Image-guided breast biopsy programme quality evaluation
- F Burbank1
© BioMed Central 2006
Published: 10 July 2006
Image-guided breast biopsy programs are a clinical reality at breast care centers throughout the world. Because image-guided biopsy is a departure from traditional surgical breast biopsy, the quality of each new image-guided breast biopsy program should be measured. A generalized scheme for quality evaluation will be presented.
The most complex part of this scheme is the comparison of tissue samples obtained by image-guided biopsy with tissue samples subsequently obtained during surgery. Because image-guided biopsy programs retrieve histology specimens that are microscopically as valid as histology obtained from open surgery, comparing the histology from an image-guided breast biopsy with the histology from an open surgical biopsy is complex. One cannot use the well-known method of determining false-negative and false-positive rates. In addition, breast histology, itself, is quite complex. Some benign breast disease is quite focal and specific, such as fibroadenomas. Other benign breast disease is diffuse and not very specific, such as fibrocystic abnormalities. Furthermore, malignant breast disease is part of a histology spectrum starting with normal-looking breast tissue with atypical features, progressing to carcinoma in situ, and ending, finally, with infiltrating breast cancer. To illustrate how histological comparisons should be made for breast tissue, published results from a large, nationally funded study will be re-examined using the proposed scheme.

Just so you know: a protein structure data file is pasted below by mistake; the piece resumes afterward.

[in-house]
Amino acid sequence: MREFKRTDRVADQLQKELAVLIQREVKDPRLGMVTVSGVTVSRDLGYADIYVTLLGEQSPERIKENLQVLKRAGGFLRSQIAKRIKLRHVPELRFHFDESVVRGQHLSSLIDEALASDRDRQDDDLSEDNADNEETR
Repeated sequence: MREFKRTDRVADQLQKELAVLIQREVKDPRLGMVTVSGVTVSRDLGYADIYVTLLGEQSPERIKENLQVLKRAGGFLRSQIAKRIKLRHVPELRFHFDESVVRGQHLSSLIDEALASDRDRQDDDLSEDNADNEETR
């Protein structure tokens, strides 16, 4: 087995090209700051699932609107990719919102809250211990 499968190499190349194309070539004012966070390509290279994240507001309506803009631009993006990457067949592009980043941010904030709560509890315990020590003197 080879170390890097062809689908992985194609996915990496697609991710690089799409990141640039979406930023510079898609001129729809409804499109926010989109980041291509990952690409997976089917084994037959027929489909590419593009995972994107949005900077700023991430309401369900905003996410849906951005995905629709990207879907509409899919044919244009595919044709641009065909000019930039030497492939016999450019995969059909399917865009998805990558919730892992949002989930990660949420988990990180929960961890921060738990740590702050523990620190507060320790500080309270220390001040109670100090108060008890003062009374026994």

Although the breast biopsy, itself, may seem like the hard work of a new breast biopsy program, it is not. After the first year of the program, follow-up of women who have been biopsied is the true, back-breaking, hard work. How a breast center should perform air-tight follow-up will be described.